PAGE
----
In my free time I have been developing a course, tentatively called Applied Behavioral Science in the Digital Age to be taught to business school students at either the undergraduate or graduate level. In the course, students will study how the pervasive reach of digital technology into our lives affects our heuristics, biases and other behavioral patterns. In addition to learning about behavioral science theories in the digital age, students will then learn how to apply those key theoretical concepts through discussing actual, corporate case studies and participating in hands-on exercises related to nudging and experimental design. The class will discuss key elements to starting and implementing behavioral science initiatives within a company. The course will be especially geared toward those interested in professional careers within consulting, product development, marketing, services, and technology app (e.g., FinTech) settings.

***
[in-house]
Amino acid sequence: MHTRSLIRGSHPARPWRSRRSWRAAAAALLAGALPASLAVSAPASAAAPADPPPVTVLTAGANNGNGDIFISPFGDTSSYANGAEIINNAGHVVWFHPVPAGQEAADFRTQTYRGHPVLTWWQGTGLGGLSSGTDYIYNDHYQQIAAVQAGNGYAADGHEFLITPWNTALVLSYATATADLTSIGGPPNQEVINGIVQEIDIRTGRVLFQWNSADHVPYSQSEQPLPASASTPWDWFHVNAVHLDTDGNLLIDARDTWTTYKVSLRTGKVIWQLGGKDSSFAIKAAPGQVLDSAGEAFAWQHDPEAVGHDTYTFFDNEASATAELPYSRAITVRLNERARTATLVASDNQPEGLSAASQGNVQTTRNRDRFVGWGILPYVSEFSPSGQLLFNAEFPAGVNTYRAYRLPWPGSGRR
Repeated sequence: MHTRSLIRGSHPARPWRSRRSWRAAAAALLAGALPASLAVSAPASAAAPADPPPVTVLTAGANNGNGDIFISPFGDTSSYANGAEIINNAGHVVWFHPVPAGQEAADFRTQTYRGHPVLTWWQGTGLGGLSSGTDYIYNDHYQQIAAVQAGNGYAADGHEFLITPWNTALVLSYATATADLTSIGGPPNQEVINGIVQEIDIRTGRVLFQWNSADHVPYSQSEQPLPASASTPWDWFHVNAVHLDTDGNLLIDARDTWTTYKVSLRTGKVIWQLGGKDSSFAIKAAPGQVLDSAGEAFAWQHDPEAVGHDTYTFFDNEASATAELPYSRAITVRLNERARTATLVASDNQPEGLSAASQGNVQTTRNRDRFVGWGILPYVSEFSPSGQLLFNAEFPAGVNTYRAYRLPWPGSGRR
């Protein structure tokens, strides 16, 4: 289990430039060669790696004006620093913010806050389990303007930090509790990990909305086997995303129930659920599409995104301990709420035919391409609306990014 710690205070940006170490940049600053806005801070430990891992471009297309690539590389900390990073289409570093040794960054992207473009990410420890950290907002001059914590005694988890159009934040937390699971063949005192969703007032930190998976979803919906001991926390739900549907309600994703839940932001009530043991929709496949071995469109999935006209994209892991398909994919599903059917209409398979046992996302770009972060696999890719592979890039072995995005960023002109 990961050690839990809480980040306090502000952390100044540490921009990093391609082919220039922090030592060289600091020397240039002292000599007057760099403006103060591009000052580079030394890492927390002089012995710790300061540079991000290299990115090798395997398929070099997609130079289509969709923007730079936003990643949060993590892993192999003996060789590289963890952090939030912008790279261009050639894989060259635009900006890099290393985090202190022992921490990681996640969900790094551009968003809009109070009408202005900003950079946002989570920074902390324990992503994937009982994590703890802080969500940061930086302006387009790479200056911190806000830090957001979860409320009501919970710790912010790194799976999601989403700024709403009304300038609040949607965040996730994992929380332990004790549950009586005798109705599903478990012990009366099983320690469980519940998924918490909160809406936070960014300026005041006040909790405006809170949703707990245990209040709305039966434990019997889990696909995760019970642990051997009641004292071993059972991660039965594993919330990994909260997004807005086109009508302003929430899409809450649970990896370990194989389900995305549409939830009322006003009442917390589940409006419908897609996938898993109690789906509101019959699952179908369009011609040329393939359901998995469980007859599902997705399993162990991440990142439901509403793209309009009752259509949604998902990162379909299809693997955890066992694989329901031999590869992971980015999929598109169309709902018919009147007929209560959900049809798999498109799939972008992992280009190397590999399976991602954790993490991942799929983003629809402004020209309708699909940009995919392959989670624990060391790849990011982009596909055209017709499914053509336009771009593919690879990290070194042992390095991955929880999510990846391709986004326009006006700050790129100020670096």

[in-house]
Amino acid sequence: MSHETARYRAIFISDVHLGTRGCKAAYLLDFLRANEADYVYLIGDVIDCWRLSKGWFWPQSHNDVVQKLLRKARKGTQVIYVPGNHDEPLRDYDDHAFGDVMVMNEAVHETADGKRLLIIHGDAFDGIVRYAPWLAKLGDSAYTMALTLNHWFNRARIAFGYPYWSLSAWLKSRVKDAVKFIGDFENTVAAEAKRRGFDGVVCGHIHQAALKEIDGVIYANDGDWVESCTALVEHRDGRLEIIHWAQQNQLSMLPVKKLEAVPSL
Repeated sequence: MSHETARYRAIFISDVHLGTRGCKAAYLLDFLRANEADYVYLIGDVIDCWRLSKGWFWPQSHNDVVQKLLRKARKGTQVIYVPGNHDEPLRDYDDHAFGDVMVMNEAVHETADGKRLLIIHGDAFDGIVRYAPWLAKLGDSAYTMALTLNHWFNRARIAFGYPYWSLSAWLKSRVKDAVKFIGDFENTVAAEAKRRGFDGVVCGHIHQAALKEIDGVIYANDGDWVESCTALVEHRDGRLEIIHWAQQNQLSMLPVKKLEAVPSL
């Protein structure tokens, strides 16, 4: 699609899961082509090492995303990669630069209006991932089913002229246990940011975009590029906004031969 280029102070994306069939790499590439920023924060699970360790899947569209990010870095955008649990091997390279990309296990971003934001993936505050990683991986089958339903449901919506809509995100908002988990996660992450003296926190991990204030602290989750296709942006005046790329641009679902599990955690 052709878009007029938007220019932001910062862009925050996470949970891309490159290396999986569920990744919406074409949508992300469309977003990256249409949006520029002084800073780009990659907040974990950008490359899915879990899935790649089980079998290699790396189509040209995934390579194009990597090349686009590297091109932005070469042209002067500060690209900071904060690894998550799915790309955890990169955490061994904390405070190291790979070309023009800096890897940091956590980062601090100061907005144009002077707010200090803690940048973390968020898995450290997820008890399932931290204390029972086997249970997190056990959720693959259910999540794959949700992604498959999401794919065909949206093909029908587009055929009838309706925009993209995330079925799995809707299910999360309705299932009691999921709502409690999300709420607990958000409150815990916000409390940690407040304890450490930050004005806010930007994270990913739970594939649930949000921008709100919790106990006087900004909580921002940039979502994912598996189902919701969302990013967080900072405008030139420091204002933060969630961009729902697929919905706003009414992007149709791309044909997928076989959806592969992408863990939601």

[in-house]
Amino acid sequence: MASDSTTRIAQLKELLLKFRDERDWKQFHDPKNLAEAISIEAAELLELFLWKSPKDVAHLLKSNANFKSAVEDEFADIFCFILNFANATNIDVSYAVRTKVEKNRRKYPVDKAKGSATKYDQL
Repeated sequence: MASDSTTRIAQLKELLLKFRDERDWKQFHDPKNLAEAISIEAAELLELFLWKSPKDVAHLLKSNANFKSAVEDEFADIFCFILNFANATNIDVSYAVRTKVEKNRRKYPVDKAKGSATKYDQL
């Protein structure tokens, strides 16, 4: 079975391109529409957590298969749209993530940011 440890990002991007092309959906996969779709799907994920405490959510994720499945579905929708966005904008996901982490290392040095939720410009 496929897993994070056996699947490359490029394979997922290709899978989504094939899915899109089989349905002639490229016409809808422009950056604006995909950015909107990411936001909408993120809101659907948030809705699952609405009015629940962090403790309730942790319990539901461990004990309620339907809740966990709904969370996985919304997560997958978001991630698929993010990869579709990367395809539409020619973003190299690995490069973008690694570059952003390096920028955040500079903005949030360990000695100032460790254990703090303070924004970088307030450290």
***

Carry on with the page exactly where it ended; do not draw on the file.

As related to that course, I have started to develop a short book that will cover specimens and cases based on the real world, such as sample websites, app designs, email campaigns, and customer journeys with ideas about how to evaluate such designs though the lens of behavioral science. If you have interesting examples and specimens for me to consider including (can be disguised or made anonymous as needed), please feel free to correspond with me at firstname.lastname@example.org. If the specimen is from your company and you are interested, I can potentially perform a behavioral audit on the materials provided.
Thanks to Rick Unser for having me recently on his 401(k) Fridays podcast. This interview is geared toward defined contribution plan sponsors and those closely related with this segment of the market (e.g., advisors, consultants, recordkeepers, investment only). I do draw from some insights and activity that is occurring in other areas of the financial services market (e.g., retirement income, wealth management). The podcast may be found at:
This post is based on an answer I wrote in response to a question posed to me on Quora, “What do choice architects do?” I wanted to repost my answer here because I still feel there is a lack of understanding about what it means to implement nudging and behavioral science within companies, and the role of choice architects are key.
Choice architects essentially use insights from behavioral science to design environments for people that encourage or support some sort of end goals.